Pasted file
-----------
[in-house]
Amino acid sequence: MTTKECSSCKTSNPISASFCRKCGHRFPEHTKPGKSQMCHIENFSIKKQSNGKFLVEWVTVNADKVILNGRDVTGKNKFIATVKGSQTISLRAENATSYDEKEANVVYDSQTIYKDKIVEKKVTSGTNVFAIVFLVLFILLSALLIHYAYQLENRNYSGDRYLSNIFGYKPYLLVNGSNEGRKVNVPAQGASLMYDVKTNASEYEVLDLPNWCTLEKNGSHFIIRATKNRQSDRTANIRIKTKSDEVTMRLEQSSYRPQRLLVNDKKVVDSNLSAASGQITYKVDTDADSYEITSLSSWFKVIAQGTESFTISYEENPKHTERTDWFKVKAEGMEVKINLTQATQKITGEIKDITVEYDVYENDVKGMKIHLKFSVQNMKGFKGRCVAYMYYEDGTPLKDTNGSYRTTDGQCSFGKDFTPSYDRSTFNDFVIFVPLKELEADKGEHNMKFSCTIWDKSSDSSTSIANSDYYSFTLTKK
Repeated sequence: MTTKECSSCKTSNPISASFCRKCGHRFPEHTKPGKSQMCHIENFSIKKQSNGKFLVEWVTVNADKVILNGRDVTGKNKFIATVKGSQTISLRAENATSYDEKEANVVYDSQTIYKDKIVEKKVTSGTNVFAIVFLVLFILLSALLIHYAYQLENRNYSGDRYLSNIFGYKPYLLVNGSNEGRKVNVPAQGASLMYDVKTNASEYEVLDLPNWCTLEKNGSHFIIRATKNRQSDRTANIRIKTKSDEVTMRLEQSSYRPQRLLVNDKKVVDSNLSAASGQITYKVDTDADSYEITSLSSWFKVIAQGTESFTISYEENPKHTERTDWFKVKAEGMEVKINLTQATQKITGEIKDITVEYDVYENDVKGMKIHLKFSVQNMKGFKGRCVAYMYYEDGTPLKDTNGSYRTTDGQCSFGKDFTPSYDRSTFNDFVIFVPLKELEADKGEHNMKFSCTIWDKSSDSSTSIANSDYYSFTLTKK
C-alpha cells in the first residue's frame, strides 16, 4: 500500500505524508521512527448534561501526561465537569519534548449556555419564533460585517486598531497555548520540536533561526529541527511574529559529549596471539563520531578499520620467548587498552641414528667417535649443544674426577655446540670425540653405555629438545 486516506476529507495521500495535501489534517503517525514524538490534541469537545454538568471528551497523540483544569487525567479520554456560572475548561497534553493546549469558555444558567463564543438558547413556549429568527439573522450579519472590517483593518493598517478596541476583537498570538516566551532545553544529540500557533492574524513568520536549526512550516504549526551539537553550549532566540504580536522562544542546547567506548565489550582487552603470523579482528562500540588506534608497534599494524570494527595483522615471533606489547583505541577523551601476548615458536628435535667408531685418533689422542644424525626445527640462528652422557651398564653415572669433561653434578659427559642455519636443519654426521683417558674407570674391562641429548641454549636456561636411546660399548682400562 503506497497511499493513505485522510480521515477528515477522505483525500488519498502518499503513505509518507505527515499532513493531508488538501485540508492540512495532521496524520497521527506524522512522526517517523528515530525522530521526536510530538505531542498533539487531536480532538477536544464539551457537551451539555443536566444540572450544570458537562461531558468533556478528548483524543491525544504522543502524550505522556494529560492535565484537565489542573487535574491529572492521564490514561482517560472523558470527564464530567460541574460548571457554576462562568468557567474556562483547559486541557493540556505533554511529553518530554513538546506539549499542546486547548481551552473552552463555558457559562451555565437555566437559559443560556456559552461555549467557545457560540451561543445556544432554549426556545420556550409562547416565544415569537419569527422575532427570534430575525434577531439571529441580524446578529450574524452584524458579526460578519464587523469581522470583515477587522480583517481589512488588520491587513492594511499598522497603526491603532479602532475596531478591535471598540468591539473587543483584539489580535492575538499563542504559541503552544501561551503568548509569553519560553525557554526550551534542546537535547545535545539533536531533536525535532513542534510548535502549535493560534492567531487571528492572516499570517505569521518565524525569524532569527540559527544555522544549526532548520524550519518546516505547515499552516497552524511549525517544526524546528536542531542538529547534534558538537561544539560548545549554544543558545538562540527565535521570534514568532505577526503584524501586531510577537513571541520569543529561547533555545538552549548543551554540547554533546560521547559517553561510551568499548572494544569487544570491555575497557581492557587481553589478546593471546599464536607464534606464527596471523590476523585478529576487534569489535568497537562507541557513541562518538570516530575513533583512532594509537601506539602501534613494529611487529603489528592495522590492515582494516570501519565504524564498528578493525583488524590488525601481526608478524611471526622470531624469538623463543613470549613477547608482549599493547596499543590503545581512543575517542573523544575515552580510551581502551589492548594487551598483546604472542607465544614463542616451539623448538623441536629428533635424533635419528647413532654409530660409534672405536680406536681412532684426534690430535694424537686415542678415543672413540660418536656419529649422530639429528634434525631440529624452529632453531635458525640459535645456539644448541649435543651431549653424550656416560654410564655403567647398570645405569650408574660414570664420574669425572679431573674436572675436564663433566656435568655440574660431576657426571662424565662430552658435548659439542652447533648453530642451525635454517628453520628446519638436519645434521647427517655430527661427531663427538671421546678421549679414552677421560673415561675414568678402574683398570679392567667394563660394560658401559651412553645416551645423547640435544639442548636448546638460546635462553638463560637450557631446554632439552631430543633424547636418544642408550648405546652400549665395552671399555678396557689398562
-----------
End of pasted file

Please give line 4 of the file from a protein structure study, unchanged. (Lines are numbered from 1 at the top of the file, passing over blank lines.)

C-alpha cells in the first residue's frame, strides 16, 4: 500500500505524508521512527448534561501526561465537569519534548449556555419564533460585517486598531497555548520540536533561526529541527511574529559529549596471539563520531578499520620467548587498552641414528667417535649443544674426577655446540670425540653405555629438545 486516506476529507495521500495535501489534517503517525514524538490534541469537545454538568471528551497523540483544569487525567479520554456560572475548561497534553493546549469558555444558567463564543438558547413556549429568527439573522450579519472590517483593518493598517478596541476583537498570538516566551532545553544529540500557533492574524513568520536549526512550516504549526551539537553550549532566540504580536522562544542546547567506548565489550582487552603470523579482528562500540588506534608497534599494524570494527595483522615471533606489547583505541577523551601476548615458536628435535667408531685418533689422542644424525626445527640462528652422557651398564653415572669433561653434578659427559642455519636443519654426521683417558674407570674391562641429548641454549636456561636411546660399548682400562 503506497497511499493513505485522510480521515477528515477522505483525500488519498502518499503513505509518507505527515499532513493531508488538501485540508492540512495532521496524520497521527506524522512522526517517523528515530525522530521526536510530538505531542498533539487531536480532538477536544464539551457537551451539555443536566444540572450544570458537562461531558468533556478528548483524543491525544504522543502524550505522556494529560492535565484537565489542573487535574491529572492521564490514561482517560472523558470527564464530567460541574460548571457554576462562568468557567474556562483547559486541557493540556505533554511529553518530554513538546506539549499542546486547548481551552473552552463555558457559562451555565437555566437559559443560556456559552461555549467557545457560540451561543445556544432554549426556545420556550409562547416565544415569537419569527422575532427570534430575525434577531439571529441580524446578529450574524452584524458579526460578519464587523469581522470583515477587522480583517481589512488588520491587513492594511499598522497603526491603532479602532475596531478591535471598540468591539473587543483584539489580535492575538499563542504559541503552544501561551503568548509569553519560553525557554526550551534542546537535547545535545539533536531533536525535532513542534510548535502549535493560534492567531487571528492572516499570517505569521518565524525569524532569527540559527544555522544549526532548520524550519518546516505547515499552516497552524511549525517544526524546528536542531542538529547534534558538537561544539560548545549554544543558545538562540527565535521570534514568532505577526503584524501586531510577537513571541520569543529561547533555545538552549548543551554540547554533546560521547559517553561510551568499548572494544569487544570491555575497557581492557587481553589478546593471546599464536607464534606464527596471523590476523585478529576487534569489535568497537562507541557513541562518538570516530575513533583512532594509537601506539602501534613494529611487529603489528592495522590492515582494516570501519565504524564498528578493525583488524590488525601481526608478524611471526622470531624469538623463543613470549613477547608482549599493547596499543590503545581512543575517542573523544575515552580510551581502551589492548594487551598483546604472542607465544614463542616451539623448538623441536629428533635424533635419528647413532654409530660409534672405536680406536681412532684426534690430535694424537686415542678415543672413540660418536656419529649422530639429528634434525631440529624452529632453531635458525640459535645456539644448541649435543651431549653424550656416560654410564655403567647398570645405569650408574660414570664420574669425572679431573674436572675436564663433566656435568655440574660431576657426571662424565662430552658435548659439542652447533648453530642451525635454517628453520628446519638436519645434521647427517655430527661427531663427538671421546678421549679414552677421560673415561675414568678402574683398570679392567667394563660394560658401559651412553645416551645423547640435544639442548636448546638460546635462553638463560637450557631446554632439552631430543633424547636418544642408550648405546652400549665395552671399555678396557689398562